Yesterday was our twentieth wedding anniversary. Yes, we missed our son, who’s away at college. It was a working day and both of us had our long to-do lists, but my husband, being the nice person he is, returned home earlier than usual so we could spend the time together. So yes, we were working, but it was nice to have each other around. We agreed to take a coffee break at 4.30.
As we savored our cups of coffee, we naturally reminisced about life over the years. And of course, inevitably, about our eventful wedding. This was followed by pleasant thoughts about our trip to the Northeast and the urge to look at those photos we clicked. Here’s one of us—my favorite—from our trip to Kaziranga national park.
Soon after we returned, by the end of March, I discovered I was pregnant and our joy knew no bounds. Of course we wanted to rush out and buy all kinds of stuff for the baby we were going to welcome into our lives, but some unexpected travel plans postponed that. We also decided that my Mom should come live with us, which meant winding up house in the city I used to live in.
We strolled down memory lane, recalling all the happy times we had had together when my Mom was with us, and how life had changed after she passed away on Feb 8, 2010. This has become a bit of a ritual for us, because her death anniversary is the day before our wedding anniversary. Still, we consider ourselves lucky to have so many precious memories to gloat over.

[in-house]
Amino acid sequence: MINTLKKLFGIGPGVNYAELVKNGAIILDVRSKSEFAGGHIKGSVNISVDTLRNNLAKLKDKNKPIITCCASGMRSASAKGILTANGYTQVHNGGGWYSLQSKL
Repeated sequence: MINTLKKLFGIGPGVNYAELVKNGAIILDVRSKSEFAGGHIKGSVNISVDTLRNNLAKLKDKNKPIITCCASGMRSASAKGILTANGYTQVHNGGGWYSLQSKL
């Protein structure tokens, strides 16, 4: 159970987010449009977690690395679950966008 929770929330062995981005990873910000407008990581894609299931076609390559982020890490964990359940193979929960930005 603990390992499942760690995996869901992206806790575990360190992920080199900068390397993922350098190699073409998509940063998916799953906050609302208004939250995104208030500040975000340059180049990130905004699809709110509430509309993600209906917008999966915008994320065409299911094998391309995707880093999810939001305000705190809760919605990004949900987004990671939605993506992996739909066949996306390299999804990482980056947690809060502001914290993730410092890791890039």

I always feel grateful when I think about how, even though we are quite different from each other, we do have some solid things in common. Our love for simplicity, P G Wodehouse, Columbo, and our impatience with the same things.
After our break, we got back to work. As I tried to force my mind back to the present, I saw an email from our son. He had written a poem for us. And of course I cried my eyes out. I couldn’t help thinking how our little boy had changed. So mature, so wise. For a moment, I wanted to sulk a bit as I read his loving email. Mommy’s heart, no? The wish-you-were-here syndrome. What to do?
I thought I’d extend my break to quickly look at some old photo albums. And came across a photo of his stroller, which I clicked when I gave it away in 2011, to a friend who was having a baby.
I knew had to get back to work, but thought I’d see just one more album. It is funny how I have photos of so many babies in the family, and many of them in strollers.
But I have to say, that my favorite stroller is the one we bought for our son. It was the first thing we bought him. I still remember the pretty shop filled with toys and gear. Oh we squabbled over the color—there were only two—blue and red—and red won. In fact, come to think of it, we hardly bought anything blue for our boy.
And the memories flooded in again.
Of those days when we loved to stroll all over our campus, and on the way back, finish our veggie shopping and put our bags in the space below.
Of the days when he refused to sit in it, preferring to walk unsteadily, holding it.
Of the days when he loved to ride in the supermarket trolley rather than his stroller, which we usually filled with our shopping bags. Talk about multi-tasking!
Of the days when he loved to fill it up at home and push it around the house, conjuring up all sorts of games.
Of the time when we used it to take stuff from one room to another in the house, simply because it had wheels.
Just looking at the picture took me all the way back to nostalgia town. Sometimes I really wonder where the years went—and then I smile at the milestones we have crossed together, and feel blessed. We’ve had our ups and downs, but we’ve managed to laugh through it all. Also, he takes care of the laundry at home. Enough said.
Happy twentieth wedding anniversary to us!